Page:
Paleozoic's Olympia Rising initially started as a campaign on Kickstarter in 2014. Fans were drawn in by the nostalgia of old 2D platformers and hoped Olympia Rising could live up to expectation. A unique mix of Greek mythology along with the classic genre, this game definitely delivers in terms of visuals and story, but is lacking in terms of control and execution.

Olympia Rising follows the story of Iola, a young warrior hero who meets an untimely demise at the hand of a monster and is cast to the Underworld. Rumours say she is able to escape during the time of the 'The Purge' when wandering souls are consumed by acid pits. Lola decides to take the risk and must defeat various bosses and obstacles in order to exit and reach Mount Olympus.

The game appears to follow a fairly simple formula as you simply clear levels in order to progress; Iola comes face to face with various levels including fire, ice, etc. However, she must collect enough coins in order to progress to the next level, and this is where it's a little complicated. Obolous coins are scattered around the levels and you must collect enough in order to please Charon, the gatekeeper. These levels alternate, so sometimes you will be able to just collect coins at your leisure, and sometimes you will be on a timer trying to collect coins and reach the top before you are struck by lava. The coins would be OK if they amounted to anything more than progressing to the next level, but here they just seem a little pointless. It would be more fun if there was a Super Mario style level up at a certain amount of coins, or if you could cash them in for weapons.

Iola uses a sword to battle enemies, and is able to use power ups to help her in combat. Fire is a useful mechanic - it allows you to shoot flames and get at enemies from a distance. Then there is water, which creates a defensive bubble shield around you and will not let you get hit. Lastly, there is a lightning power which can strengthen the sword. All the power ups are relatively useful, but some more care could have been taken with the sword itself. It's fairly short, and means you have to get super close to the enemy in order to strike a hit. The hit area seems a bit biased as well, with enemies managing to get a hit in way more often than Iola, which can get frustrating. You can also perform combos in order to get extra coins, again quite a fiddly execution but fun once you get the hang of it.

Olympia Rising is not a necessarily difficult game, only in terms of its limitations which could have been rectified before release. The controls are hard to get the hang of - Iola has a lot of momentum but this means you end up missing jumps or knocking into a wall and falling back down to the bottom. There are also blind jumps, which are particularly jarring. Sometimes you will have to fall down in order to progress further, and sometimes this can lead to you dying. It would have been good to be able to look down, as a lot of these deaths feel unjustified. The lava levels can also be frustrating; if a game is to have a timed level, it would fare better to be a very minimal and bare section of the game in order to allow you to focus on escaping. However, with Olympia Rising the timed levels are just as well designed as the leisurely levels, meaning that you feel a bit cheated not being able to explore and collect coins at your own pace.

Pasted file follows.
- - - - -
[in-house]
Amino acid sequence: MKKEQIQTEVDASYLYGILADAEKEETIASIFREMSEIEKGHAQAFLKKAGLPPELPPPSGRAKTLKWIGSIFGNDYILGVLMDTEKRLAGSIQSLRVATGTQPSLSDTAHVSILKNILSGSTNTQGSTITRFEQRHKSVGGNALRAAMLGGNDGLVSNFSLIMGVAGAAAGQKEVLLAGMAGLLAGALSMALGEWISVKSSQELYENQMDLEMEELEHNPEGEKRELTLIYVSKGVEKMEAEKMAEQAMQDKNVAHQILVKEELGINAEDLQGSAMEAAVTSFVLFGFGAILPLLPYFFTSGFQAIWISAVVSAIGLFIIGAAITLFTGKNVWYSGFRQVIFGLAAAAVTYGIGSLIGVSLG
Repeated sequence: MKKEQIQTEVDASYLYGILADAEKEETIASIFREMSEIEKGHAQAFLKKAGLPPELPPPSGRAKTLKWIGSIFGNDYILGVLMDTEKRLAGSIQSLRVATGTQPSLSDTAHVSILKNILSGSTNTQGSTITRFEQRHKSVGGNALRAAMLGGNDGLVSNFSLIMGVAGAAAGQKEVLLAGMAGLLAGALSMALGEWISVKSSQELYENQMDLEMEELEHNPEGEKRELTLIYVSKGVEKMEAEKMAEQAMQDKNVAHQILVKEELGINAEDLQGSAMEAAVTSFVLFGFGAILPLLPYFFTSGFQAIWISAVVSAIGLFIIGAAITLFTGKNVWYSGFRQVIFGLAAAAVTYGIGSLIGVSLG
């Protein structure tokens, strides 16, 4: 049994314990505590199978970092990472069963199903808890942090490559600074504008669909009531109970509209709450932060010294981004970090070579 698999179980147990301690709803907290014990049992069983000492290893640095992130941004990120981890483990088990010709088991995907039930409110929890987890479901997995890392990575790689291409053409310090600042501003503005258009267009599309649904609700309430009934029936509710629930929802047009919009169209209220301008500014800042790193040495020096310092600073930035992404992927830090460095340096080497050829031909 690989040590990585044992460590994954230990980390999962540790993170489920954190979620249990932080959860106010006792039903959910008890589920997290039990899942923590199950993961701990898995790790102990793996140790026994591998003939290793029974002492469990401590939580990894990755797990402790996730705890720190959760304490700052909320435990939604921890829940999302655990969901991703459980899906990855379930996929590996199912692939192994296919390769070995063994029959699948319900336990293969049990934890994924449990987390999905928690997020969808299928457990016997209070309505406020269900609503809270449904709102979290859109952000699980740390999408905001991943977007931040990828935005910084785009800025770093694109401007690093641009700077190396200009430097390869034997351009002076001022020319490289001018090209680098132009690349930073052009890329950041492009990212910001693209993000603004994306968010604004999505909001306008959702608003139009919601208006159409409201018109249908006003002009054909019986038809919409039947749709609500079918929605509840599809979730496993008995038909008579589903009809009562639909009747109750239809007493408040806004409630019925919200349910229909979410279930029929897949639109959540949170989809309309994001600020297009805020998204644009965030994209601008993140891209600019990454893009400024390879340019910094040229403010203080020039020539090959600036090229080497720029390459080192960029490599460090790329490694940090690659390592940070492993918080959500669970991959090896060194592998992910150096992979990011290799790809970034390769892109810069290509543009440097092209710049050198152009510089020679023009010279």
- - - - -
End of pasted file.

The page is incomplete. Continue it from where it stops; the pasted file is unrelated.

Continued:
The pixel style of the game is a fantastic and welcome nod to other platforming greats from the NES days, and the characters are designed and executed wonderfully. A lot of them have great personality, and the setting is lovely to look at. Sometimes, however, the background blends in with the platforms, meaning that you don't really know what is able to be interacted with and not. This takes a little bit of trial and error to get used to. The only characters which could have used a little work are the bosses. We all know how it works with games such as these - the boss has a pattern which you get used to and you try and dodge their attacks and get a hit in where possible. In Olympia Rising there isn't really any such depth to the bosses, in fact you just have to hit the heck out of them and hope for the best. It would have been a lot more enjoyable if the bosses had slightly more distinction than just regular enemies.

The music is pleasant, and you can tell that a lot of care went into both this and the art. These are definitely the game's strong points, and will reel people in with these two charming qualities. The sound effects are also great, although one small gripe is that the sound of being hit matches the sound of an enemy being hit, so you will have to check your heart meter to see who is in trouble!

Olympia Rising is a rather short experience lasting about 6 hours in total, but it of course depends on when you get all your coins and how long you take to complete a level. It is also fairly inexpensive, so quite a good bargain overall. There isn't much in the way of replayability, which is why it would have been nice for the coins to be worth a bit more, as it would be worth going back and collecting those as an extra challenge.

Conclusion

Olympia Rising is a good platformer, but in such a saturated genre it needs to impress more than in does. The characters, story and visuals contribute to the positives, but more care needed to be taken with controls and hit points to make the game less frustrating. There is much to be enjoyed if you are able to look past the negatives, and if that's the case with you it is a worthy addition to your library.